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Scouse100

Pardon?
Flu can be transmitted in an aerosol like manner by coughing and/or sneezing.
Simple hygiene helps but doesn't stop it spreading.
Having the flu jab stops you getting the flu and spreading it.
This is a simple preventative measure that works.
If nurses refuse a mandatory jab, they will be disciplined.


The nurse offered to wear a mask which would have prevented the spreading via coughing and sneezing.


Pardon?
There is far more evidence to suggest that a pregnant woman who gets the flu will do more harm to her foetus than will happen from having the flu shot.
So, looking the evidence, she has NO mitigating circumstances.


But you are not definitely going to catch the flu if you don't get a flu shot, so it's not like you are choosing one over the other, wheras if you get the shot you have definite exposure to that.


Pardon?
If she is incapable of understanding the empirical and proven evidence put to her about the safety of the jab and still point-blank refuses to have it then not only is she incapable of looking after patients but her whole competency level has to be brought into question.


What evidence? The manufacturers clearly state that no studies have been done on pregnant women or even pregnant animals.

I have done a lot of reading on this (I am pregnant). There are studies that have been done that show certain flu shots from previous years appear to be safe in that there has been no apparent increased risk of immediate effects on the fetus (i.e deformity or stillbirth) but nothing longer term. They also don't factor in the different shots on the market or that they are different every single year.

I was reading the other day about the Pandemrix 2009-10 (that year only) jab given in Europe has now been proven to have triggered or caused narcolepsy in children who took it. I sure am glad I didn't agree to have that one whilst pregnant or otherwise.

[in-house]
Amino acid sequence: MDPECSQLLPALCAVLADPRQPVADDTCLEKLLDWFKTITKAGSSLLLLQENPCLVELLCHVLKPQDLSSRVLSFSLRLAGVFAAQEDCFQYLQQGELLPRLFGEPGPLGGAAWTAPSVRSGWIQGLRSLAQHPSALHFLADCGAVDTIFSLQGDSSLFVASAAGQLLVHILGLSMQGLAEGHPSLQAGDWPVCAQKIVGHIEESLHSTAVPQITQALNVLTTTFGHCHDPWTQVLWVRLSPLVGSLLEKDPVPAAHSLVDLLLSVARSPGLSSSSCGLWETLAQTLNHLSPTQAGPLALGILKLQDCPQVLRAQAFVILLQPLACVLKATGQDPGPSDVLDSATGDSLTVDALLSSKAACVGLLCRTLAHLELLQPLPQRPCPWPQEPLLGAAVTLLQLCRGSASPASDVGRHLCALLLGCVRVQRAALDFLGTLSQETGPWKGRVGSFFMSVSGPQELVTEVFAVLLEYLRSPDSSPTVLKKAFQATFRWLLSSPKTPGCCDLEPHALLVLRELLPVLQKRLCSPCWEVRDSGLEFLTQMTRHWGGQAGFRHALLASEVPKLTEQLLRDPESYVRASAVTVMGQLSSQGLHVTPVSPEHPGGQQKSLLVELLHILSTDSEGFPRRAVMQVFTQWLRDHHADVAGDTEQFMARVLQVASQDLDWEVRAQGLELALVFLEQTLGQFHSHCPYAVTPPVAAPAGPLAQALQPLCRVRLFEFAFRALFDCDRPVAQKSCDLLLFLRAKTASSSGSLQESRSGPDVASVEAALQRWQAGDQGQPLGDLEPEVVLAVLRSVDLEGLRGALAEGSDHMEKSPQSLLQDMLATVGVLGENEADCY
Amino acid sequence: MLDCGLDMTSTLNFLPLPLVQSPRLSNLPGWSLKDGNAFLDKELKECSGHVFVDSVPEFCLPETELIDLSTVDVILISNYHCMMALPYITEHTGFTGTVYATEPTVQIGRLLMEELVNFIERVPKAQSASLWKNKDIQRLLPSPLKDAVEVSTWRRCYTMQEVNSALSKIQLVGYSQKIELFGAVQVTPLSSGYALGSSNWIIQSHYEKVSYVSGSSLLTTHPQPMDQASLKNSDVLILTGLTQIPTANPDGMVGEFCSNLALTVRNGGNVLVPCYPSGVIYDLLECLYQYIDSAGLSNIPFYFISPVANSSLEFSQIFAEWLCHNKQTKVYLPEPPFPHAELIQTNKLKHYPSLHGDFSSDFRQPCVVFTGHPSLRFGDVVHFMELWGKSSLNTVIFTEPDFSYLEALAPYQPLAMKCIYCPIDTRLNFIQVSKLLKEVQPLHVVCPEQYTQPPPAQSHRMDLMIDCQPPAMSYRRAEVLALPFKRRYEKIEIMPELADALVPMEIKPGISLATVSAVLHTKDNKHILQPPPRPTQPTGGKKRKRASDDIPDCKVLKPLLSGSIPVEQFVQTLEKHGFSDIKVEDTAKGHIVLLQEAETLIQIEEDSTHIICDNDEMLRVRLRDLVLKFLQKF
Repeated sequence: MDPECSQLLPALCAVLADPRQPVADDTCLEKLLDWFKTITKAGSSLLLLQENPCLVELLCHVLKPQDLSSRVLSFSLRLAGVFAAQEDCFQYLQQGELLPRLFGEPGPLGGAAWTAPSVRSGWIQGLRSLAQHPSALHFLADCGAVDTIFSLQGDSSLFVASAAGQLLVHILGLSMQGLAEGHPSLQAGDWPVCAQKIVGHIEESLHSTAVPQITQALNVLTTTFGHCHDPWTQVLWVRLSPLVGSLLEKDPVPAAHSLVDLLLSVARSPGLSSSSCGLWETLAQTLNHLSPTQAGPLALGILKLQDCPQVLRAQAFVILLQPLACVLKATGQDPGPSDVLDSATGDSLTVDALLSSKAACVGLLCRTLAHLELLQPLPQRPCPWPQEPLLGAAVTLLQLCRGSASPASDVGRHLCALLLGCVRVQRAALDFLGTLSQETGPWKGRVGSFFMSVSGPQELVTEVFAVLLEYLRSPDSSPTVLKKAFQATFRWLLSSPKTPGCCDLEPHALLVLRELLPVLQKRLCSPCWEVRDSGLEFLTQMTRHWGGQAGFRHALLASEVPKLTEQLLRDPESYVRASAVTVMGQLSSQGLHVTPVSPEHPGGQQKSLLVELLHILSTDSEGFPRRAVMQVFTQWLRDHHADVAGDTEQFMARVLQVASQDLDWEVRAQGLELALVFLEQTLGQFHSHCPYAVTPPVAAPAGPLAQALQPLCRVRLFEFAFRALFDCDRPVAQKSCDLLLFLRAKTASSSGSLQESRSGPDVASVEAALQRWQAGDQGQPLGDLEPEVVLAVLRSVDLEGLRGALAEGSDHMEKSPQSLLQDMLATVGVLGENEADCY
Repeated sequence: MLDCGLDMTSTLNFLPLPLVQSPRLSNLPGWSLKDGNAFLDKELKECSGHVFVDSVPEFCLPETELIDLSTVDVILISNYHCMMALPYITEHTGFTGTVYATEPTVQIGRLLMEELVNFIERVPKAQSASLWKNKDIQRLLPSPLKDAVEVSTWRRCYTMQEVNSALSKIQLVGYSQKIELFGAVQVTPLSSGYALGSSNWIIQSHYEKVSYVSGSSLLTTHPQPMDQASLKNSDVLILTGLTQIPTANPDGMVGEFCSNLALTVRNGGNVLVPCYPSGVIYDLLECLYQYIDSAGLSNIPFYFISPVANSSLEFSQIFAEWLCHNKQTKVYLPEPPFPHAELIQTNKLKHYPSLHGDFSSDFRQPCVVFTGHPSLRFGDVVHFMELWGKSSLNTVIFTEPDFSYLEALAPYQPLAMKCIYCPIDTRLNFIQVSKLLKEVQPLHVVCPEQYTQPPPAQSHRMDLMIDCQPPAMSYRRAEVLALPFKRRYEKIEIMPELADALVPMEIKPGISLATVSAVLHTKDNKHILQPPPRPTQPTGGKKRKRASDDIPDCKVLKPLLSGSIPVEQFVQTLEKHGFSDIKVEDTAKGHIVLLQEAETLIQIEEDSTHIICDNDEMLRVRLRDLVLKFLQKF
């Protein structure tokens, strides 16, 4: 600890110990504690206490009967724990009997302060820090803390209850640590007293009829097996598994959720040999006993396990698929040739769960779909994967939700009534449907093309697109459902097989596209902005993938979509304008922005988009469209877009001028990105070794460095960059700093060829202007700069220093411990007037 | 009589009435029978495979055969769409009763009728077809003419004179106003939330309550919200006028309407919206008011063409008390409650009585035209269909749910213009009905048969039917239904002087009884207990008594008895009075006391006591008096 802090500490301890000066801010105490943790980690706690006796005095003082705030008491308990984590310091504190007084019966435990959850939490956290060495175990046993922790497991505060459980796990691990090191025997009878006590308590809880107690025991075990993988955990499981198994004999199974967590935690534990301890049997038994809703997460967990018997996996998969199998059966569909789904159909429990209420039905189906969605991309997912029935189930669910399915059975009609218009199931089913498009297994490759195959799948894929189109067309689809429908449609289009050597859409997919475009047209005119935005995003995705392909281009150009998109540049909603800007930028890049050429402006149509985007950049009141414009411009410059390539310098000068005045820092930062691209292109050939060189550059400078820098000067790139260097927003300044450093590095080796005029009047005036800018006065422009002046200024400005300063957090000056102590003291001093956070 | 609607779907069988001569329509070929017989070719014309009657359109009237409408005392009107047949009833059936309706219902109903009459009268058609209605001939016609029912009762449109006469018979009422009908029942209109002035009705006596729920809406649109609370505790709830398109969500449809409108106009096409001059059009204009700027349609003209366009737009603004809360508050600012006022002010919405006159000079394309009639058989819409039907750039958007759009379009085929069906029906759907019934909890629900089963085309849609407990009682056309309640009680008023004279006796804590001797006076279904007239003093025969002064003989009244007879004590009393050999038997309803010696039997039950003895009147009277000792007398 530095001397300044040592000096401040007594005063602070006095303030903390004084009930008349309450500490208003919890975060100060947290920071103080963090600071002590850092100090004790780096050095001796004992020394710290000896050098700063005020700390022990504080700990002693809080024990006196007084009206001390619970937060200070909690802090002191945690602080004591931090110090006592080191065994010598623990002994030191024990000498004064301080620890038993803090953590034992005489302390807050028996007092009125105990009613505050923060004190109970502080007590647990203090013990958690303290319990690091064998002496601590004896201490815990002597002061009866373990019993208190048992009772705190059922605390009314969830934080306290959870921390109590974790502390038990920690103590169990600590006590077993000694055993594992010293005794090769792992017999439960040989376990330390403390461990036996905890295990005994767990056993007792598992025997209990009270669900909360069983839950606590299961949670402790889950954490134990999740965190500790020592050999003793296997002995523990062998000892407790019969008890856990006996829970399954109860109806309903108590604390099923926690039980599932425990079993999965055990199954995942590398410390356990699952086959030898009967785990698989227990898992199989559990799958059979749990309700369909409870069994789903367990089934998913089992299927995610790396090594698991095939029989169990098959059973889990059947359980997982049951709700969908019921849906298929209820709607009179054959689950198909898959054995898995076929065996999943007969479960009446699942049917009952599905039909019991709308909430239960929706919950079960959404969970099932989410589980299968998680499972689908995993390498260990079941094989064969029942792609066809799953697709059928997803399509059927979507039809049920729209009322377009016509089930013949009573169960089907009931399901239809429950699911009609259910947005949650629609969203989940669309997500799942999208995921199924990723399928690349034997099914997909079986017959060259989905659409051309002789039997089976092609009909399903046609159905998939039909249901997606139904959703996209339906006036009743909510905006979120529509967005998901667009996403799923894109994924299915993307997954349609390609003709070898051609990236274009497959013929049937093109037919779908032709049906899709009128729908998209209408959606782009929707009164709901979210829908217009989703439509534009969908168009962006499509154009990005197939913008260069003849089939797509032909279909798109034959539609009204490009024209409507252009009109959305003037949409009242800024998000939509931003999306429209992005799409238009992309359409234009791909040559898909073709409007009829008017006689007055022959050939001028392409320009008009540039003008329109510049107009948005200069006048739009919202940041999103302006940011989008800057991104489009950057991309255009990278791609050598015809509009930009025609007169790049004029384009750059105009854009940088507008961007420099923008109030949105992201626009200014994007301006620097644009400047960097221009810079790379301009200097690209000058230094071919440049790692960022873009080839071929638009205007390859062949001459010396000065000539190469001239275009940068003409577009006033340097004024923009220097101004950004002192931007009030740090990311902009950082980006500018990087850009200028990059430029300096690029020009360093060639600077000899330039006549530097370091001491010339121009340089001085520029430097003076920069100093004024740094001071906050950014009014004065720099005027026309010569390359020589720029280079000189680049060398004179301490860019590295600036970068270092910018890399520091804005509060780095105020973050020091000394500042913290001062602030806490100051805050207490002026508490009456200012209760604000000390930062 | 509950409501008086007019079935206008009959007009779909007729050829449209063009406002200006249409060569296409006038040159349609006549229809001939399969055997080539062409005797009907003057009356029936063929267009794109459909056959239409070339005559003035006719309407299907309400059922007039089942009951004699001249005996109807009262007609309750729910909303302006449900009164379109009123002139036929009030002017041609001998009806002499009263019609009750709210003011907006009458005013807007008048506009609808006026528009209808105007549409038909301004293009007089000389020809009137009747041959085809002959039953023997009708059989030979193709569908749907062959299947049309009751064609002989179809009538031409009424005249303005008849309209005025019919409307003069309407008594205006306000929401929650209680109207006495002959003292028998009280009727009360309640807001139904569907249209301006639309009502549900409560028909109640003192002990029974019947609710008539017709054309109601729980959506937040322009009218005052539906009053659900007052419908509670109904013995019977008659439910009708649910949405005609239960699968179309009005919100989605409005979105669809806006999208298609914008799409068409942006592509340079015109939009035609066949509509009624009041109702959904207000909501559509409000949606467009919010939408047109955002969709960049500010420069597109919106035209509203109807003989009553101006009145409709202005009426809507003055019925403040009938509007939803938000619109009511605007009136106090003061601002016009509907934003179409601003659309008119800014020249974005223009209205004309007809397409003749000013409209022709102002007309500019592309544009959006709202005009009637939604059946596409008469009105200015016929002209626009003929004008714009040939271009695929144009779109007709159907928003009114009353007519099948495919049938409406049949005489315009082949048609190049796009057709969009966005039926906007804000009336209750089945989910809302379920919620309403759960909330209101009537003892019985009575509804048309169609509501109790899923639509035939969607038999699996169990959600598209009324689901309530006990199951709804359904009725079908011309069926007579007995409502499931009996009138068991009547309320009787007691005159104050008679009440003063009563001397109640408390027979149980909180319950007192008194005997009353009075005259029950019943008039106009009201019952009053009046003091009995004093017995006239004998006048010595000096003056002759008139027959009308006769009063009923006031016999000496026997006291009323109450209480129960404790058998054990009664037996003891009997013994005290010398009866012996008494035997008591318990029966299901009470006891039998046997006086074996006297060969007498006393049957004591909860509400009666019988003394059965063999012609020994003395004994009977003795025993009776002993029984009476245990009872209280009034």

edit on 23-12-2013 by Scouse100 because: (no reason given)

edit on 23-12-2013 by Scouse100 because: Typos


Rather than read up about it, go and actually speak to an expert in the matter.
If as your username suggests you live in or near to Liverpool, the Women's Hospital will be happy to speak with you at length to allay any fears. Or you could try Alder Hey hospital.
That's your best bet.
Unless you're able to discern what constitutes proper research and what constitutes nonsensical fear-mongering then I'm afraid using the internet will be counter-productive.



posted on Dec, 23 2013 @ 12:45 PM
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reply to post by Pardon?
 


A flu shot is a shot in the dark on what they THINK is the most prevalent strain. Working in a pharmacy for 2 years and heard countless times form Pharmacist that yes the flu shot may help but in no way is 100% fail safe. So this mother to be, is looking out for the health her unborn child and the fact that she has had miscarriages before, which i can only imagine to be one of the worst feelings in the world, and she is being fired for it? And sorry you can't protect your self form mother nature, you can try but the spread of viruses is a part of the cycle. So saying that all nurses need to have every vaccination possible so they aren't endangering others is ridiculous. Please let us know all the most recent vaccinations that you have recently got to protect all the loved ones you are around or the random people that you encounter